Gemma Hatvani has worked in the energy industry for 20 years but has not experienced anything like the past couple of months as struggling households flock to her Facebook-based service, Energy Support and Advice UK.
“It’s horrendous . . . the demand from people needing food parcels, top-up vouchers . . . I know we hear this word a lot but it’s unprecedented,” said Hatvani, a former business analyst for energy supplier Eon.
Public and political anger towards electricity and gas retailers in Britain — which as consumer-facing businesses often bear the brunt of fury towards the wider energy industry — is already heightened after revelations this month of forcible installations of expensive prepayment meters in the homes of vulnerable British Gas customers.
But executives are braced for the criticism to ramp up further as the parent companies of some of the country’s biggest suppliers prepare to reveal bumper results for 2022 in the coming weeks.
Centrica, owner of British Gas, has already said it expects a nearly eightfold increase in adjusted earnings per share for 2022 when it reports on Thursday. Analysts are forecasting net income of about £1.97bn, its best results in a decade, according to Bloomberg data. In November it launched a £250mn share buyback, its first since 2014.
Others have published similarly robust numbers in recent quarters. Earnings at ScottishPower, owned by Spain’s Iberdrola, rose 12 per cent to nearly £1.3bn in the first nine months of last year.
The bulk of the large suppliers’ profits does not come from selling electricity and gas to households but from other divisions such as extracting gas from beneath the North Sea, generating electricity from nuclear power stations or wind farms and trading energy.
Britain’s retail energy market is lossmaking on aggregate. Even many of the larger energy companies make losses on the sale of electricity and gas to households.
But where companies generate their profits does not matter to hard-pressed households, fuel poverty campaigners say. Record results from oil major Shell, which has a supply arm in Britain, have already triggered calls for an increase in windfall taxes on energy companies.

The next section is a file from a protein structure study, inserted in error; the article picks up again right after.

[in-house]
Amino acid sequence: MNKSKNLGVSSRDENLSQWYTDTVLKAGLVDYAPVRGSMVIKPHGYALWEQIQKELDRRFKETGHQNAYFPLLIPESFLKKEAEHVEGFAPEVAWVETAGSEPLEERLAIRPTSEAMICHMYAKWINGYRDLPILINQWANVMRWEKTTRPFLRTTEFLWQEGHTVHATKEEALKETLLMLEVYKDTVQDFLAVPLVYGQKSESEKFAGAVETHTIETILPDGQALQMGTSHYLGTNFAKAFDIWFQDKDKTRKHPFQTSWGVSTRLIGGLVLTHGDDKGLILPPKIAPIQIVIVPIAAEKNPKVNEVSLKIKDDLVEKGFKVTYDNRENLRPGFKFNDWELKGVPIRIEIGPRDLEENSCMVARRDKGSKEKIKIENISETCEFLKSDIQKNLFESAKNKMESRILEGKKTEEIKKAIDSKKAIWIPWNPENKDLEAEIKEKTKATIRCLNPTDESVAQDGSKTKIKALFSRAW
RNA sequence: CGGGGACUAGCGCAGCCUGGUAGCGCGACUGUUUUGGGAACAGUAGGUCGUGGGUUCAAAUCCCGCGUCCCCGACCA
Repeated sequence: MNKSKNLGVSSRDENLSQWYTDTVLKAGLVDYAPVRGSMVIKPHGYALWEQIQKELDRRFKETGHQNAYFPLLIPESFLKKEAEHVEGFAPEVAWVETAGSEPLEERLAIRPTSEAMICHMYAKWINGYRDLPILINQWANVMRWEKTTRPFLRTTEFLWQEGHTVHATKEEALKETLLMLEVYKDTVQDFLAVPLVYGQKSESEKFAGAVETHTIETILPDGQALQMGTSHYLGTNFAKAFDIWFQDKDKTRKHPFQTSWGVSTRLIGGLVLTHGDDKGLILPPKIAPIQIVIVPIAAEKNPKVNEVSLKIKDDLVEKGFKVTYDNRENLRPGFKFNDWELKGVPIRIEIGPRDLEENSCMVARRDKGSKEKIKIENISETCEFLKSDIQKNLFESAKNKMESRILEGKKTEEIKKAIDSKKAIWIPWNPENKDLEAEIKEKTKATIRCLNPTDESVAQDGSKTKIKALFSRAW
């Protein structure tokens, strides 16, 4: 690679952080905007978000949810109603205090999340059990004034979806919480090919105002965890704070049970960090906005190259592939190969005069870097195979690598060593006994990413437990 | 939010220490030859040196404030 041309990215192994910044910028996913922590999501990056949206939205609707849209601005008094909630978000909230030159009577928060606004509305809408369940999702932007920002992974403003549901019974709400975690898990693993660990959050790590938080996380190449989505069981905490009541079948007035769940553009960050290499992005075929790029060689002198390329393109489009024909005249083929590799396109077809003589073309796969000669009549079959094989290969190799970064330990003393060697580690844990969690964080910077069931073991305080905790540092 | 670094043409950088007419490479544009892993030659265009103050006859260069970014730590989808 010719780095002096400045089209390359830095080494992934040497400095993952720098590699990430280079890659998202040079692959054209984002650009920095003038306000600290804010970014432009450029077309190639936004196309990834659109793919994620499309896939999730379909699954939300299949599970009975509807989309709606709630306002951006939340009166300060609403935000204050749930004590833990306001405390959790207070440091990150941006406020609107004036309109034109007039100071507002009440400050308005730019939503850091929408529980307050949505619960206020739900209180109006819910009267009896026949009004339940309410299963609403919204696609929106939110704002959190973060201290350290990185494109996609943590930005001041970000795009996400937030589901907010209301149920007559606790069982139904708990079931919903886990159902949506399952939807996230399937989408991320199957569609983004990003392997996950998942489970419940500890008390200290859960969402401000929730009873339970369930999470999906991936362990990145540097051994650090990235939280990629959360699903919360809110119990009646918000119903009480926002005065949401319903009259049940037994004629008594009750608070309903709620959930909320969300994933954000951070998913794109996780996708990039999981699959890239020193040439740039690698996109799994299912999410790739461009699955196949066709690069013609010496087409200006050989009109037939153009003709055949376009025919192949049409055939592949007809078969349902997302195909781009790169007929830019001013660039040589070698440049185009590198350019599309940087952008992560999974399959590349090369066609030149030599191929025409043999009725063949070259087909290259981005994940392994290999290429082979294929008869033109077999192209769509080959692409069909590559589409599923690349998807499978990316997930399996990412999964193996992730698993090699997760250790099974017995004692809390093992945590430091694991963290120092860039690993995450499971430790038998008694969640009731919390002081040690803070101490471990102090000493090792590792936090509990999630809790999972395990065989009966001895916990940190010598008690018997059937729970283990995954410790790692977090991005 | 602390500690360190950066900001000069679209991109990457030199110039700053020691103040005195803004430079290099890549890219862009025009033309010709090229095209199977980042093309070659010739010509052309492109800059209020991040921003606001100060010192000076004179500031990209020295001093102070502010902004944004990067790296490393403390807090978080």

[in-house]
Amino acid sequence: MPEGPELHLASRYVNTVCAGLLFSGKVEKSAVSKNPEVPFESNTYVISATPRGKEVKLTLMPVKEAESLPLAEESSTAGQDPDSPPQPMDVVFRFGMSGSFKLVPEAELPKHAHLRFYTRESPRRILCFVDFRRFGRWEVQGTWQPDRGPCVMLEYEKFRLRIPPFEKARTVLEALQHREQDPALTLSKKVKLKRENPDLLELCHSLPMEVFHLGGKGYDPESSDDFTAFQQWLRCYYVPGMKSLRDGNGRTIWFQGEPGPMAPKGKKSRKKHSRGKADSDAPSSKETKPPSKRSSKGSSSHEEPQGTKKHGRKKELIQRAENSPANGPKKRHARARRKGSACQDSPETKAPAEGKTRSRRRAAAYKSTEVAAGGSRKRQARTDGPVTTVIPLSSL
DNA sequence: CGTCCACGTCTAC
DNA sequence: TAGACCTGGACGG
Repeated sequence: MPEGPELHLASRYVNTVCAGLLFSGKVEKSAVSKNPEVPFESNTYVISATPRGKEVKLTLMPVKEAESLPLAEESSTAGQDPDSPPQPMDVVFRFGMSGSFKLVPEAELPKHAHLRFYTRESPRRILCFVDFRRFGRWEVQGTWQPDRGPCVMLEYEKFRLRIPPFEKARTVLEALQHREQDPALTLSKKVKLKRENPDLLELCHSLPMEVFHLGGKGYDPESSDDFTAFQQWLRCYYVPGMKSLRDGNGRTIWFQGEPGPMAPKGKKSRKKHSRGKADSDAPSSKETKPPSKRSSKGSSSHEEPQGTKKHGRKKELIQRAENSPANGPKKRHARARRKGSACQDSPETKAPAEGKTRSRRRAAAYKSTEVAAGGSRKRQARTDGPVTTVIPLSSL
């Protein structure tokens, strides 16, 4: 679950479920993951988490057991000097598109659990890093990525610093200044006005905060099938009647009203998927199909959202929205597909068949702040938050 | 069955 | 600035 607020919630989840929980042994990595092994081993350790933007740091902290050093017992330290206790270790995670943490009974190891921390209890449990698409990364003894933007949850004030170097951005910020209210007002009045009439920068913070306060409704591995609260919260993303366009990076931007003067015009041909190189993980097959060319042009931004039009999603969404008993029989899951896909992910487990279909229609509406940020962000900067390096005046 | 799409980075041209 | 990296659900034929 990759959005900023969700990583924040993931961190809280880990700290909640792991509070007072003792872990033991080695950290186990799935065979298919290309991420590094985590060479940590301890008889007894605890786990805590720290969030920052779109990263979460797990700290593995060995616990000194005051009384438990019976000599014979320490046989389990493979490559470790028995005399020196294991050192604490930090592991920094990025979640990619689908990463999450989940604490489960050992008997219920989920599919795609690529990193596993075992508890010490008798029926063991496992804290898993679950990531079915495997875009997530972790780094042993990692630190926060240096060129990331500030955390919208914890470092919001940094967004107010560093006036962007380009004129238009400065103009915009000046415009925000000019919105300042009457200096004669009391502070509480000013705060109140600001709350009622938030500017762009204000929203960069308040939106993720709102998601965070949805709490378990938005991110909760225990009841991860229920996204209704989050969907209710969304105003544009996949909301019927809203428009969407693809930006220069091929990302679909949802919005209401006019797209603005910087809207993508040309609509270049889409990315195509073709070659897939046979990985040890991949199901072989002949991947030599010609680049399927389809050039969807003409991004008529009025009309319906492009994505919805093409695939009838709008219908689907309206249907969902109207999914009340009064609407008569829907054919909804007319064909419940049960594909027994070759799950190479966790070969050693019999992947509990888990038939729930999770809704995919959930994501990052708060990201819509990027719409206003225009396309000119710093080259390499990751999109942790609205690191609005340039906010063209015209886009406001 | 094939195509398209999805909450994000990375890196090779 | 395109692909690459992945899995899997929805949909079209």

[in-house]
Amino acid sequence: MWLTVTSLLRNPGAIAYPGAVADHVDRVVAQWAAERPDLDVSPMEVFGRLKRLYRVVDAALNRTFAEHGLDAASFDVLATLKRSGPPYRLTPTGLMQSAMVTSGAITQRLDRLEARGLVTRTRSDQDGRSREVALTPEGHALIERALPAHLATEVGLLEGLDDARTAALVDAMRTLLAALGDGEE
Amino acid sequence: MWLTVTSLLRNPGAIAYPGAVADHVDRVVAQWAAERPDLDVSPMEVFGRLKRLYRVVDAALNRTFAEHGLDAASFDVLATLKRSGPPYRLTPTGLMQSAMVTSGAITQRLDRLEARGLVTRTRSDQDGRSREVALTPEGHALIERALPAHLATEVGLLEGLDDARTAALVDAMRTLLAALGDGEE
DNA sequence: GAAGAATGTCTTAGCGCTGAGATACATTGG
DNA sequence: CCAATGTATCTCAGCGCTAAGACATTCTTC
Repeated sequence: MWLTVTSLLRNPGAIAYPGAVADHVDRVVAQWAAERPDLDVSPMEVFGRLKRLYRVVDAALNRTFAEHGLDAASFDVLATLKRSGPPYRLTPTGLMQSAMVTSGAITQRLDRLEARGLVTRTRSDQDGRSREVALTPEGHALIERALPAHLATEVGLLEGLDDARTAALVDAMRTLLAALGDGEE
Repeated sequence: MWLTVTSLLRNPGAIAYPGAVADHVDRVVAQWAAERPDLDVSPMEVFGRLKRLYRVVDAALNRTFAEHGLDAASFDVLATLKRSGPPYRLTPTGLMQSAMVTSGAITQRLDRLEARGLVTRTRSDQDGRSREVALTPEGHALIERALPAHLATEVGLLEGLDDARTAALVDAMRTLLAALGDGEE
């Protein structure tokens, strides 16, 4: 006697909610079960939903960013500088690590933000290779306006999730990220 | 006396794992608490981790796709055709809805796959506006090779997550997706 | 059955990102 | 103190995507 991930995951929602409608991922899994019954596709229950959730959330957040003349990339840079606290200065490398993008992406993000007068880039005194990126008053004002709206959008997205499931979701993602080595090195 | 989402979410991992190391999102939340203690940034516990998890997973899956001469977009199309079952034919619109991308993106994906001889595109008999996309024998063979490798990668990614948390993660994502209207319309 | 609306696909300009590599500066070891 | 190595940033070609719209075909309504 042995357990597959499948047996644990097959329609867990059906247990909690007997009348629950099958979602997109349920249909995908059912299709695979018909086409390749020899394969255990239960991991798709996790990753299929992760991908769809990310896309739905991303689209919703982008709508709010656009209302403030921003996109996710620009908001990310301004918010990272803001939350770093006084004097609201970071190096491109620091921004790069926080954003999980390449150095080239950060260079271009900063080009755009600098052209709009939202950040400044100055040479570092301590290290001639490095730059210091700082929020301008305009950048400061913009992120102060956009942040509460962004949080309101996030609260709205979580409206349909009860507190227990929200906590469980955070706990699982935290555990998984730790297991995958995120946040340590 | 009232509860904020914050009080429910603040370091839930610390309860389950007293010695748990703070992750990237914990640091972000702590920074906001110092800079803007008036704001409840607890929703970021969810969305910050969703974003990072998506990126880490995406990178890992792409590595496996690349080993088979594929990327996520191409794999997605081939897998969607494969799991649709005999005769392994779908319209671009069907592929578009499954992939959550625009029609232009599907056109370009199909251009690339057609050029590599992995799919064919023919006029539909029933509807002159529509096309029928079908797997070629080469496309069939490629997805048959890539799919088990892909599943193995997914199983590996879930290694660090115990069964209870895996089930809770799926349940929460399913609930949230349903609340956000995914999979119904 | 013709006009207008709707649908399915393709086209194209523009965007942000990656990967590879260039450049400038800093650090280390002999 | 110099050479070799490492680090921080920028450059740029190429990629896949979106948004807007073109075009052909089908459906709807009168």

“At the end of the day the reasons the costs are high are because of these same energy firms,” said Simon Francis, co-ordinator of the End Fuel Poverty Coalition. “It might be a different division of that energy firm but . . . they are still owned by the same company.”
Analysts warn the challenge for Centrica in particular will be acute, despite it apologising for the “deeply disturbing” behaviours unearthed by a Times investigation into forced prepayment meter installations.
“The PR course that Centrica has to navigate has arguably got harder,” said Martin Young, analyst at Investec.
Centrica, which declined to comment, is expected to spell out on Thursday how much it will contribute to the exchequer in windfall taxes. The government has introduced levies both on fossil fuel producers and electricity generators to help fund reductions in domestic energy bills.
Energy executives recognise that strong profits for some energy groups will be difficult to explain in the context of the cost of living crisis. But they say the results of a handful of large companies mask deeper problems in the retail sector, whose ranks halved after the surge in wholesale gas prices from 2021 led to the collapse of more than 30 lossmaking suppliers.
Industry insiders warn the state of the retail market has become so bad that many companies want to quit. Shell has already said it is considering withdrawing from energy supply in the UK and elsewhere in Europe.
“Many companies are either regretting their move into [retail] or are trying to get out of it,” said one senior industry executive.
Emma Pinchbeck, chief executive of trade body Energy UK, says the industry as a whole cannot serve customers well and do other things such as invest in new technologies to help the UK meet emissions targets unless it is “sustainable and viable”.
Energy UK is calling on the government to launch a promised “root and branch” review of energy retail to stop the industry lurching from one crisis to another.
“If they [retailers] make money, they can invest in things like customer service . . . and all of the things that they already do but are now needing to do at a mammoth scale because of the gas price crisis and the sheer volume of people who are struggling with bills,” said Pinchbeck, although she added there was no excuse for the behaviours unearthed by contractors for British Gas.
Energy UK is also pushing the government for a “crisis plan” to help households through the remainder of 2023 and 2024. If households continue to build up bad debt on a large scale, Pinchbeck warns, it could lead to more supplier failures.
This would involve extending the government’s current energy prices support so a “typical bill” is limited to about £2,500 a year as has been the case over winter, rather than the government’s plan for it to rise to £3,000 a year from April as it seeks to reduce subsidies.
Having worked both for a supplier and on behalf of consumers, Hatvani has seen both sides of the industry.
“I do speak to the energy companies and I do kick off quite a lot saying, ‘you can’t treat people like this’,” she said.
But she added: “For every customer they sign up, they are losing money. Instead of the limelight [being] on the energy suppliers . . . the limelight should be on the producers.”